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Wynton and Marcus Roberts celebrating Thelonious Monk at JALC

This November 2008, Jazz at Lincoln Center celebrates the musical genius of Thelonious Monk.
On November 15, at 1:00 PM and 3:00 PM, Wynton and friends open the Monk Festival weekend by playfully exploring his unique musical universe. He will host Jazz for Young People: Who is Monk, in Rose Theater.
On November 20-21-22, a very special concert entitled: The Music of Thelonious Monk, by the Jazz at Lincoln Center Orchestra with Wynton Marsalis presents big band arrangements of Monk’s idiosyncratic compositions and features one of the premiere interpreters of Monk’s music today with pianist Marcus Roberts.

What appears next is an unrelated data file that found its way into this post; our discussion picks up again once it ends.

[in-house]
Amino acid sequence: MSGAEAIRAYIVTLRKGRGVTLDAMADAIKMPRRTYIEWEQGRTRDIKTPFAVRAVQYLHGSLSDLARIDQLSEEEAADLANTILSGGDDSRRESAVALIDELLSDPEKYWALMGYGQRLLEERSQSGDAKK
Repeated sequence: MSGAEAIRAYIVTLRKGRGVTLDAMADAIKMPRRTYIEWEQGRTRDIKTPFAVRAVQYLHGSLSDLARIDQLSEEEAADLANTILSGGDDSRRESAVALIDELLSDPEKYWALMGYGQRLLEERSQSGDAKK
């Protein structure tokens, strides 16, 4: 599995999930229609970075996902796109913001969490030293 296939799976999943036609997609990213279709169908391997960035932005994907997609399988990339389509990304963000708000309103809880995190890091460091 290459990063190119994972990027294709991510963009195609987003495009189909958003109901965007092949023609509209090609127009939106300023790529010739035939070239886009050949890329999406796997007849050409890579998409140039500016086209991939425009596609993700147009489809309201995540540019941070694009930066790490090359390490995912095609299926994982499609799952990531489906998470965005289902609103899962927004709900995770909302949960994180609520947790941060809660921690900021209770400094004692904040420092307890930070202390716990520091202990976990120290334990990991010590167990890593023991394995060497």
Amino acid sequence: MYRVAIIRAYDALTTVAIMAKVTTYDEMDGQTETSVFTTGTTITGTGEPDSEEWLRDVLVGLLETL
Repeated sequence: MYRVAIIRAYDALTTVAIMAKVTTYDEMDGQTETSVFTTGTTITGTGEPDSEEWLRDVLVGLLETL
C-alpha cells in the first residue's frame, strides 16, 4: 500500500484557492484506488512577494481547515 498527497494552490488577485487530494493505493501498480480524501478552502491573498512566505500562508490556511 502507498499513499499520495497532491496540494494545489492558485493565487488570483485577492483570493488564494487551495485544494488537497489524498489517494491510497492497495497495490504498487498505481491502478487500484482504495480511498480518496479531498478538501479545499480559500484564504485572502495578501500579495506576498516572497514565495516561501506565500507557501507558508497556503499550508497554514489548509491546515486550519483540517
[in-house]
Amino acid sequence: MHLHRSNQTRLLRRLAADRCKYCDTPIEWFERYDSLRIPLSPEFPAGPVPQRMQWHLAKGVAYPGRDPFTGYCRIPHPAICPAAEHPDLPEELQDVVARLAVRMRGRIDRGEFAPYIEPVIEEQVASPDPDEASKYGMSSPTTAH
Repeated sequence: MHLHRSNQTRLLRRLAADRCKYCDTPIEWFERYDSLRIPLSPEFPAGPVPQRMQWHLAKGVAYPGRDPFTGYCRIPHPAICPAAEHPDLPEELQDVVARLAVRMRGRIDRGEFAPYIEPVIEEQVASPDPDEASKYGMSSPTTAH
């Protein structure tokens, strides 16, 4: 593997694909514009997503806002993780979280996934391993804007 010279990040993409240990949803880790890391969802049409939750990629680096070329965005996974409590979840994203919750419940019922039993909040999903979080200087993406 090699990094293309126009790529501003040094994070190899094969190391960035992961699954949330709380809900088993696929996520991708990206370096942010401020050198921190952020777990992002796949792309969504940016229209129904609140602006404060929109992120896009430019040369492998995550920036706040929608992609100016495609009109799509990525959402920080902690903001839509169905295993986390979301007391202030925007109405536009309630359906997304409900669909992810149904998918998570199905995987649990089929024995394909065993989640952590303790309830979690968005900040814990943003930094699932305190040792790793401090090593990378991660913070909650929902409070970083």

Check Wynton’s beautiful duet with Marcus Roberts on Monk’s Reflections from rehearsals in Marciac 2008 video series.

Marcus Roberts remains in awe of Monk’s “absolutely unparalleled contribution to modern jazz as an accompanist, bandleader and composer,” noting that Monk “was certainly one of the major architects of bebop and so many major people talk about how he taught them—Sonny Rollins, Dizzy Gillespie—he taught everybody what the style was about.” But Marcus also reminds us that Monk preferred not to play bebop itself, but that his own music was more thematically driven. “I always think of Monk as a poet who wrote short-form pieces, but pieces infinite in scope of design and in scope of improvisational possibilities,” says Roberts.